Driving away from the petrol pump

A photography of someone filling their car up with fuel
Plans have been released by the UK government to ban all new petrol and diesel cars from 2040.

There has been an increase in the news surrounding a move to electric vehicles, including; France who want to ban all new petrol and diesel cars, a commitment similar to that of the UK, and car maker, Volvo who have released that all their vehicles will be electric or hybrid from 2019. Also, just yesterday, Mini released news that they would build their first all electric model here in the UK.

Amid fears of rising levels of nitrogen oxide which are harmful to humans, there is an increasing focus and pressures on removing the traditional combustion engines from our roads in particular diesel vehicles. Therefore, strategies to stop the sale of all new petrol and diesel cars have been released today by the UK government as part of their ‘Clean Air Plan’. The Environment Secretary, Michael Gove has also promised a ban on hybrid vehicles.

“Poor air quality is the biggest environmental risk to public health in the UK and this government is determined to take strong action in the shortest time possible,” a government spokesman said. It is thought that the high levels of air pollution in the UK could be responsible for 40,000 premature deaths each year and one method of tackling this issue is to alter the way the nation travels.

Ministers have unveiled a £225m fund to help councils tackle emissions from diesel vehicles. It is recognised that the government need to take a lead in these plans, however, offer support and funding to local authorities to implement changes such as; improving road layouts, making public transport cleaner and re-programming traffic lights in order to improve traffic flow.

Campaigners are claiming the to ban all new petrol and diesel cars is not enough and it is not being acted upon within adequate time frames.Electric Car Charging Point | Smarter Travel Ltd

Others suggest that other sources of emissions need to be investigated and restricted rather than just targeting transport. Infrastructure within the country will have to rapidly improve in order to encourage the public to make a move towards electric vehicles, the government are already offering incentives such as the ‘plug-in-grant’ of up to £4,500 on particular models, but is this enough? It is estimated that at the end of June 2017 there were 105,000 plug in vehicles within the UK. However, according to an ONS Survey, the main concerns for people when thinking about purchasing a new car were the ease of recharging and the battery range. This is an issue and perception that needs to be addressed quickly and urgently. Although research in 2014 shows that 66% of car journeys were for distances of less than five miles – perhaps journeys that hybrid cars would be ideal for?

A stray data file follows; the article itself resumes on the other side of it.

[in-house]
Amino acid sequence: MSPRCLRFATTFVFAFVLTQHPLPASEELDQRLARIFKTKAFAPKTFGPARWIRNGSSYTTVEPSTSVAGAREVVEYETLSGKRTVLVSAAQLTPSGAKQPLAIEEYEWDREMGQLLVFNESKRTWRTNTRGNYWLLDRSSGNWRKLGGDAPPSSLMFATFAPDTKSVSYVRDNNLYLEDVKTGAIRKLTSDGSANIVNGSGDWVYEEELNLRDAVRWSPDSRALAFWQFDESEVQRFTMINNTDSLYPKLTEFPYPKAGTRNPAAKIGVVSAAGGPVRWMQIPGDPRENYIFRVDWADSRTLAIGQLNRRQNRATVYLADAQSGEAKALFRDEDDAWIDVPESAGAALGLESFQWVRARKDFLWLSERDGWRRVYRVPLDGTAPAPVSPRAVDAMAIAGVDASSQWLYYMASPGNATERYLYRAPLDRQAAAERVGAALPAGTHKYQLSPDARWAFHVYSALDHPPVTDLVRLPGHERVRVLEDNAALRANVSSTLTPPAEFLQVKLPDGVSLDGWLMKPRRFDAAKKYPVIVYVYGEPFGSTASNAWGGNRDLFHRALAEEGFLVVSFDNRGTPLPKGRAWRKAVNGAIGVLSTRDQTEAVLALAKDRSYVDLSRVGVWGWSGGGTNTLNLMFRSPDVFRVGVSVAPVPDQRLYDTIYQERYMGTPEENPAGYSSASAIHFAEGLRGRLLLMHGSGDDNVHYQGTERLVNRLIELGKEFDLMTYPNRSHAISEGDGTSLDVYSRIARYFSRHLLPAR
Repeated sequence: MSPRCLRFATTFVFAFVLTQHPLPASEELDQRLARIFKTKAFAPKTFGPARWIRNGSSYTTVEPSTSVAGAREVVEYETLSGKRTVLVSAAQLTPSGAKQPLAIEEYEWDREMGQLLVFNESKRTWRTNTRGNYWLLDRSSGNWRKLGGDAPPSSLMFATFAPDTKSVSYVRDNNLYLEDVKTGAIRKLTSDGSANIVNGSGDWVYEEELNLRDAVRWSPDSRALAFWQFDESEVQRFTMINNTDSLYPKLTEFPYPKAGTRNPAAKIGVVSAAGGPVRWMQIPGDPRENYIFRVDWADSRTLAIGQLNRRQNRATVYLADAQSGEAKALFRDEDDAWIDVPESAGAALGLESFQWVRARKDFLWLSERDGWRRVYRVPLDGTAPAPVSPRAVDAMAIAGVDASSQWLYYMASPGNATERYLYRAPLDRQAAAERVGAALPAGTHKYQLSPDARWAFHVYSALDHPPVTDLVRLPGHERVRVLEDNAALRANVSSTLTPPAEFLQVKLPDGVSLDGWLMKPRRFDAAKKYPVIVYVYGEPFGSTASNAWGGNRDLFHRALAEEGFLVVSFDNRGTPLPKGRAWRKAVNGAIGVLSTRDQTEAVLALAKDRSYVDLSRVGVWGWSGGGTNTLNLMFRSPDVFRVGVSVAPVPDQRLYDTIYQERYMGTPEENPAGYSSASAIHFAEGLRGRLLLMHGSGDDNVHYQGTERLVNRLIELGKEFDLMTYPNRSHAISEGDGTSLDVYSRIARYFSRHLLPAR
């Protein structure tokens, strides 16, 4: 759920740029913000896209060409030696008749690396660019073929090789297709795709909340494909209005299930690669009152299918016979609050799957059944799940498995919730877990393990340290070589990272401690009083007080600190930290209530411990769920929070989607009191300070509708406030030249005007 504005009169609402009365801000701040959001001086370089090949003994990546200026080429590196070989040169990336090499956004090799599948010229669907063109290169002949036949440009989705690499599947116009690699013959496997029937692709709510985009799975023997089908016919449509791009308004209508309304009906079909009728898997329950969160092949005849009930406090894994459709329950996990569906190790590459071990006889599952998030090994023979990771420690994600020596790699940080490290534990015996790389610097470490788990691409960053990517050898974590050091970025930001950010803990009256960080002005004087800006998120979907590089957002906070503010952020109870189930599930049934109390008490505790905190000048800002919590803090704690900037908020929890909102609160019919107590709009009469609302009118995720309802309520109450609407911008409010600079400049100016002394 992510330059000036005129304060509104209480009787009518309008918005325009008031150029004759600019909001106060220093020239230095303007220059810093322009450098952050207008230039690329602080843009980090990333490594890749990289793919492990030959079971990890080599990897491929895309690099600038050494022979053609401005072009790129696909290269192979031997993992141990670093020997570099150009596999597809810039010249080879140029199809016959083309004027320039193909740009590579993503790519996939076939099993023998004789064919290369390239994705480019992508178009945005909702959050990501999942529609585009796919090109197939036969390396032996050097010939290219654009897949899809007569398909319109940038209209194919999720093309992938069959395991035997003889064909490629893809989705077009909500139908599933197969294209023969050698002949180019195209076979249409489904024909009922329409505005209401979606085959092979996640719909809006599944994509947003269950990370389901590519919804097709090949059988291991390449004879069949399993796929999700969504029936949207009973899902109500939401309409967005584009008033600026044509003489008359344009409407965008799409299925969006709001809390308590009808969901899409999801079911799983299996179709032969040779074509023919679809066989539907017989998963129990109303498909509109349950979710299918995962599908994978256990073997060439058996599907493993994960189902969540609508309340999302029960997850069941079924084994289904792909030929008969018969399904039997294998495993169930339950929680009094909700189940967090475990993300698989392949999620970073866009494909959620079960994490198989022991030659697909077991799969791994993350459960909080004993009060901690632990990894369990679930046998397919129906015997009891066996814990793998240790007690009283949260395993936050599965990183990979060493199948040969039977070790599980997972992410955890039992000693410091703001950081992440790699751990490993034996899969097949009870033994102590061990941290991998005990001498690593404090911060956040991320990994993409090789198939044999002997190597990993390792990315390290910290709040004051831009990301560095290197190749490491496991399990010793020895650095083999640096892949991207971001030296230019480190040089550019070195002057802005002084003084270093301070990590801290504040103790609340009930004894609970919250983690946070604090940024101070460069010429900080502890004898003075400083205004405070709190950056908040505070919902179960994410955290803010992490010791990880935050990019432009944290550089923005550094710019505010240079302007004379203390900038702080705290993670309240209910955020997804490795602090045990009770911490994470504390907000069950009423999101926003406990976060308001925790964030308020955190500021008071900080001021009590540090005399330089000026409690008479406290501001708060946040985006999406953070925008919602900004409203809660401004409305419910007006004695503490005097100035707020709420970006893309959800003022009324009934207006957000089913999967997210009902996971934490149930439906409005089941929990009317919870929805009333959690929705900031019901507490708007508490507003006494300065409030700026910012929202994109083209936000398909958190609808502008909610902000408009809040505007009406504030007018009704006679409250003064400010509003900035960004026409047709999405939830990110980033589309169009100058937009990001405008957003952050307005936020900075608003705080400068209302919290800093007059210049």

With approximately 10 million diesel vehicles on Britain’s roads, the government have a huge task ahead of them. Calls for a scrappage scheme are being made to alleviate the cost of replacing older less efficient models for newer, greener modes of personal transport.

It is vital that public transport services are improved, particularly in more rural areas. Alongside this, more focus needs to be placed on other sustainable modes of transport such as walking and cycling; in particular car clubs and cycle schemes. The government have already released schemes to fund walking and cycling. In addition to this, there should also be strong incentives for public transport operators to progress and make changes to their fleet. It is believed that funding for such projects will come from the support given to local authorities. Is this a step too far? Should the government just invest in more sustainable means of transport to encourage an organic move from combustible engines or are they right to ban all new petrol and diesel cars?

More information is expected to be released by the end of the week with further details of the governments’ full plans.

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